By Joe Reavis
Though most people don’t think of tree climbing as something adults participate in, two champion tree climbers from Wylie will head to international competition in April at San Antonio.
Miguel Pastenes and Vincente Pena-Molina, who work at Arborilogical Services in Wylie, both qualified and are heading to the International Tree Climbing Championships the first weekend in April at San Antonio.
Pastenes won the 2015 Texas Tree Climbing Championship and Pena-Molina placed second. However, he went on to win the 2015 North American Tree Climbing Championship which moved Pena-Molina up a notch to represent Texas at the international event.
“That’s a unique opportunity,” Steve Houser, co-owner of Arborilogical Services said of the dual qualification.
The two climbers scale trees daily in their jobs as crew foremen and often practice on weekends at Bob Woodruff Park in Plano that Houser pointed out has some of the largest, oldest trees in the area.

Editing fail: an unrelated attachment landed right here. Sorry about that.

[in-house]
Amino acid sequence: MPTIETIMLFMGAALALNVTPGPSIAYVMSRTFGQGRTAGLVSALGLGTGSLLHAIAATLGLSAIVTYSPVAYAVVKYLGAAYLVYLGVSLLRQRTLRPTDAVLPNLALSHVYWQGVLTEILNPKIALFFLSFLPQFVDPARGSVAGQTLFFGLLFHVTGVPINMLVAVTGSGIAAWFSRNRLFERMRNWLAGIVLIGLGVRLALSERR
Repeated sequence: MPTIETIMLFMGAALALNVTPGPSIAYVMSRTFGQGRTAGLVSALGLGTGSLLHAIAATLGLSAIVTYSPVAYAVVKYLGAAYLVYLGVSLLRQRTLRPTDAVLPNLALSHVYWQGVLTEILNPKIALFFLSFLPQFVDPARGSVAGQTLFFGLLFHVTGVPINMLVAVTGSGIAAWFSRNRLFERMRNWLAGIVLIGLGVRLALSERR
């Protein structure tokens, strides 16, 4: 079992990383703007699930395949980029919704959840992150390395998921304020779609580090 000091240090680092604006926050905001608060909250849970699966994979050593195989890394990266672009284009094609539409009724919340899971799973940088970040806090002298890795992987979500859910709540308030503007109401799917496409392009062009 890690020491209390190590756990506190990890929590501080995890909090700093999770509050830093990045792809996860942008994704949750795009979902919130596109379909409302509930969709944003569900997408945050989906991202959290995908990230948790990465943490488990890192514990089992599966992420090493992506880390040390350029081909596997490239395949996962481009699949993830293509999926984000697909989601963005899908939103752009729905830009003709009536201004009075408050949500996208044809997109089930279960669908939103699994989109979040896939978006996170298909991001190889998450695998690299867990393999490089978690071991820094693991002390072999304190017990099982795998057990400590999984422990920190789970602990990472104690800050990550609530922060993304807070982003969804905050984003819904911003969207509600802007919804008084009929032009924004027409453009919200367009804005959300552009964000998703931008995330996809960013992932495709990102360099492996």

“If he’s not climbing trees, he’s practicing,” Houser says of Pastenes.
The North American Champion is a native of Mexico City, Mexico, went to work at Arborilogical in 2002 and won his first state championship two years later. He has won a total of eight state titles including the past three years.
“He became a state champion the third year he was climbing,” Houser said.
Pena-Molina went to work at Arborilogical after Pastenes and has consistently finished high in the state championship, winning the title in 2009. He started work on Pastenes crew and learned techniques from the master.
Houser explained that all employees start to work on the ground dragging limbs and brush to a chipper and cleaning up work sites, then are given the opportunity to start climbing. Working in the branches, however, is not for everyone and some loose heart when they are off the ground.
“It looks easy from the ground,” Houser said. “You have to overcome a lot of fears.”
The business owner noted that Pastenes, who is 5-10 and 150 pounds, has the physical and mental abilities to climb and work in treetops. Pena-Molina is built more compactly, 5-3 and 140 pounds, but is also up to the job. Neither man is muscle-bound, which is a detriment for climbers.
“What is really critical is your balance,” Houser said.
Tree climbing competition consists of five preliminary events with the top five finishers in each preliminary event advancing to the Master’s Challenge that combines elements of the other events and is more difficult. The Master’s Challenge winner in state and regional competitions earns the right to advance to international competition.
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